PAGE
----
Make sure you do any firmware updates on both drone and controller before putting your drone away, whether it’s for a short break, or for the season. If you’re going to be back flying in a week or two, then you’ll be ready to go for the next flight. If you’re planning on a longer break, you may need to perform another update when you bring your drone out again, as manufacturers come out with frequent updates. However, the updating process will probably be faster if you’re not two or three versions behind. 

Proper care of your batteries will give them a much longer lifespan. Batteries should be discharged to between 40% to 65% percent. You can usually do this using your charger, which may even have a “storage” setting that will drain the charge to the recommended level. This is extremely important, as batteries that are stored while fully charged, or with too low of a charge, may be permanently damaged. And be sure to unplug the batteries – never store batteries in the charger.

For safety’s sake, your drone should never be stored with the batteries installed. Especially for long term storage (and also for travel) it’s a great idea to store your LiPo batteries in a fire-proof container such as a LiPo bag. They are not a big investment, and can go a long way in preventing a fire, should the battery have a spontaneous short while in storage. Always store your batteries away from direct sunlight, ideally at around 25°C (77°F).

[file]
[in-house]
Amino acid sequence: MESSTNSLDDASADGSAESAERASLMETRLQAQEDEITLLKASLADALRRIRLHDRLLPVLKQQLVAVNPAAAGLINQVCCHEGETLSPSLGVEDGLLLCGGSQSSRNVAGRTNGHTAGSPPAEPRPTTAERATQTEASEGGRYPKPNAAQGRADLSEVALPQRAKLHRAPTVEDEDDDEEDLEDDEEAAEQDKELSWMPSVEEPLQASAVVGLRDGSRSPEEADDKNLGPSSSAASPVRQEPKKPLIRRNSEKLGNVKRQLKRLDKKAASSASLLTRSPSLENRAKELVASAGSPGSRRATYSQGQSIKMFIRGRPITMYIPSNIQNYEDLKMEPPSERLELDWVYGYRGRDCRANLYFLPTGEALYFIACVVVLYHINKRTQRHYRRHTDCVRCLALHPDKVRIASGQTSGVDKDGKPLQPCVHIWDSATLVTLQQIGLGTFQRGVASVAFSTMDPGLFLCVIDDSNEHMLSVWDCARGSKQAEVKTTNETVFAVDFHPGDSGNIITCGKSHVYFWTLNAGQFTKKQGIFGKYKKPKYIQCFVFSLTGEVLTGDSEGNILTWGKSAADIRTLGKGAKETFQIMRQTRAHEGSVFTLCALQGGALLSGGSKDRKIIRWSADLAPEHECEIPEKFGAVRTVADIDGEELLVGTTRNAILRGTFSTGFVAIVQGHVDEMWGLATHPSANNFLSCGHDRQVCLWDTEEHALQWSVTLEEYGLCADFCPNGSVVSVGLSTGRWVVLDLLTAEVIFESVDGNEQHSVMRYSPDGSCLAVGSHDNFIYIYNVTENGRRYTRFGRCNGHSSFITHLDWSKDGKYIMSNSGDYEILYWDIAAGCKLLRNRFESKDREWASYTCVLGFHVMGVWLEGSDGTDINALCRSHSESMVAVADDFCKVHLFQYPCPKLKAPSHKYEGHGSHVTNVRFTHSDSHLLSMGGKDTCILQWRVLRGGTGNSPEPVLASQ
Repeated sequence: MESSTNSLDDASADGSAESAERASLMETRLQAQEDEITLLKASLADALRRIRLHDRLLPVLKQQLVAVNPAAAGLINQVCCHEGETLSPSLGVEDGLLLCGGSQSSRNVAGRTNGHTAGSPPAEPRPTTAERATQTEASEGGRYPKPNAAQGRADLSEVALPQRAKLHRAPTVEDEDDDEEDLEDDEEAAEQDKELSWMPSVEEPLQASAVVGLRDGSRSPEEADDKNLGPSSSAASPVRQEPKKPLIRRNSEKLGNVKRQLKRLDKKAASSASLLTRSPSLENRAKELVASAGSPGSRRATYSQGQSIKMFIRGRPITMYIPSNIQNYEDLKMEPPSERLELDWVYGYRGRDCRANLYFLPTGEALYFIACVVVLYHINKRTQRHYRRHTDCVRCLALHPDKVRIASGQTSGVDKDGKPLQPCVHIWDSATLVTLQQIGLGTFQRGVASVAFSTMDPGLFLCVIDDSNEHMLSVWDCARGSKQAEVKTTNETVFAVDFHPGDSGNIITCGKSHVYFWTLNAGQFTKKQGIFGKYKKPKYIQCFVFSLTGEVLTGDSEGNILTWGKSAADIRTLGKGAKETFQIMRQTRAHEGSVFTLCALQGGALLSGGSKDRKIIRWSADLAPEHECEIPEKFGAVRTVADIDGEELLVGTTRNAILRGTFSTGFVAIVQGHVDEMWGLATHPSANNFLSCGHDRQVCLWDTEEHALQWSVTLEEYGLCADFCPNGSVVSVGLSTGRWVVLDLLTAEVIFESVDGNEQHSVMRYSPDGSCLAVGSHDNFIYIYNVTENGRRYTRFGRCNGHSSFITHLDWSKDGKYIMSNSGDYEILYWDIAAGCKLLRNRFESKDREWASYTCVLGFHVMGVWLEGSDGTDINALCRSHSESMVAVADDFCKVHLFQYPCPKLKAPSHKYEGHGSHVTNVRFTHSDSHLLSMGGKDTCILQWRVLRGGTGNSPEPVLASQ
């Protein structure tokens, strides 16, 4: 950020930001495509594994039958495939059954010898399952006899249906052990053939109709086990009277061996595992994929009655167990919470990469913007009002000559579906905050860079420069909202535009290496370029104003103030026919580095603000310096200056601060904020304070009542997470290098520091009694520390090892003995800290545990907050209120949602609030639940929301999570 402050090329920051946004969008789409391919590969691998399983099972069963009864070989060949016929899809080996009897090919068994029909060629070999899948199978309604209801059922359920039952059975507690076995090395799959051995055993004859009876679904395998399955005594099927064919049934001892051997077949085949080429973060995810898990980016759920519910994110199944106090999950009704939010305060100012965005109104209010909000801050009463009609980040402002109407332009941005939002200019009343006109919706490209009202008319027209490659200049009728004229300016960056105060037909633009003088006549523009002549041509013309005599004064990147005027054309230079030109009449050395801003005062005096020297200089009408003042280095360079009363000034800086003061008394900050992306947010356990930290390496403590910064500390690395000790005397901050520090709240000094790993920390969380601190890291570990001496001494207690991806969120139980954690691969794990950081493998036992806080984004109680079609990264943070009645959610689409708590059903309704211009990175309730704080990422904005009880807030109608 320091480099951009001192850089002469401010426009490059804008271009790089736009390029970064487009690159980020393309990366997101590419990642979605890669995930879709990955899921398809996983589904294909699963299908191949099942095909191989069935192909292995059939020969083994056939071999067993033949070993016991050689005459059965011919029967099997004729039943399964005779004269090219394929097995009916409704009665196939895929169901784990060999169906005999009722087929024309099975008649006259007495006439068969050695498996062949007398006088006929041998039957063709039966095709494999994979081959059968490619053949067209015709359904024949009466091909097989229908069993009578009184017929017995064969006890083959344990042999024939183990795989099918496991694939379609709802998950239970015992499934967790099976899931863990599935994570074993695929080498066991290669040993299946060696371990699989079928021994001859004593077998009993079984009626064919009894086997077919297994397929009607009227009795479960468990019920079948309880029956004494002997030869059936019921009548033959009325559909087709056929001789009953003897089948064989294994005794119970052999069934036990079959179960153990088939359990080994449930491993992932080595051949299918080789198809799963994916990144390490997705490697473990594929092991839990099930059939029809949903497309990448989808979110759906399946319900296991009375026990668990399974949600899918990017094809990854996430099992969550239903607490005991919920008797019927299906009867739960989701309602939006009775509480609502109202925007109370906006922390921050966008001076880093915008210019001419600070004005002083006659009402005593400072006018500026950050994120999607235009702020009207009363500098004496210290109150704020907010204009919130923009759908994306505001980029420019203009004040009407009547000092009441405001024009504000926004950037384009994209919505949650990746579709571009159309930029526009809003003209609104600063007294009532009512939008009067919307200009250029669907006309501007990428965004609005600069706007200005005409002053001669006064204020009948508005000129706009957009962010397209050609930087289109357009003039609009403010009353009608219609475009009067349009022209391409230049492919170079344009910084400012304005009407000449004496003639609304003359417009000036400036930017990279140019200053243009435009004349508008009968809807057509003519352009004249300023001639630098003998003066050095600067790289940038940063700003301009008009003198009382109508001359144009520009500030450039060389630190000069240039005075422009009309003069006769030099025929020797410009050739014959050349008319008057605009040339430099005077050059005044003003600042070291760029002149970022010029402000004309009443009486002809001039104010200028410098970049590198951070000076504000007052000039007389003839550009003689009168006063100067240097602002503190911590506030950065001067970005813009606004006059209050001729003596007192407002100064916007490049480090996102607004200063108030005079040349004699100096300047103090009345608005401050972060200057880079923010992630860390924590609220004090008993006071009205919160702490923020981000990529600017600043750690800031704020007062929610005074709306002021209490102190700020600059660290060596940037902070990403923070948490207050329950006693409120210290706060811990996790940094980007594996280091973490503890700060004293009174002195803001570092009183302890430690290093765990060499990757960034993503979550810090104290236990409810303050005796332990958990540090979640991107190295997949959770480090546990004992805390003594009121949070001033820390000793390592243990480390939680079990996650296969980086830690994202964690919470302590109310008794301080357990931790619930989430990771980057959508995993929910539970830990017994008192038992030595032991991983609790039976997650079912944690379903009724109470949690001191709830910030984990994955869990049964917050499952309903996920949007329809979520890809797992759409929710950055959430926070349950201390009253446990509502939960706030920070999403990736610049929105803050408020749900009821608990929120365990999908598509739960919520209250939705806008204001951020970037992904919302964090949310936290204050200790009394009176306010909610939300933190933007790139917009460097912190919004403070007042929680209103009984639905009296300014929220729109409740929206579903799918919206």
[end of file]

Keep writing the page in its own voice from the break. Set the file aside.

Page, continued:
Any time you are putting your drone up after use, make sure any moving parts are immobilized. The gimbal most likely came boxed with a clamp or strap to secure it. Attaching the gimbal clamp will prevent damage to the gimbal as well as the camera, should the drone have any inadvertent knocks or bumps while packed away. If you have a custom camera attachment such as a GoPro or other non-integrated camera for your gimbal, remove the camera for storage. 

Propellers should also not be stored in place on the rotors. They should have been taken off for the cleaning step above, should stay off while in storage. This will protect the propellers from getting broken or damaged, and can also protect the arms and rotors from getting torqued. 

Once all the prep work has been done to prepare your drone for storage, make sure to store it in suitable conditions. Your drone, as well as batteries, controller, and any other attachments, should be stored in a climate controlled setting. Ideal temperature for storage of your drone is between 20-25°C (68-77°F). Extreme cold or heat can lead to permanent damage of batteries, and also to the electrical elements of the drone and the controller.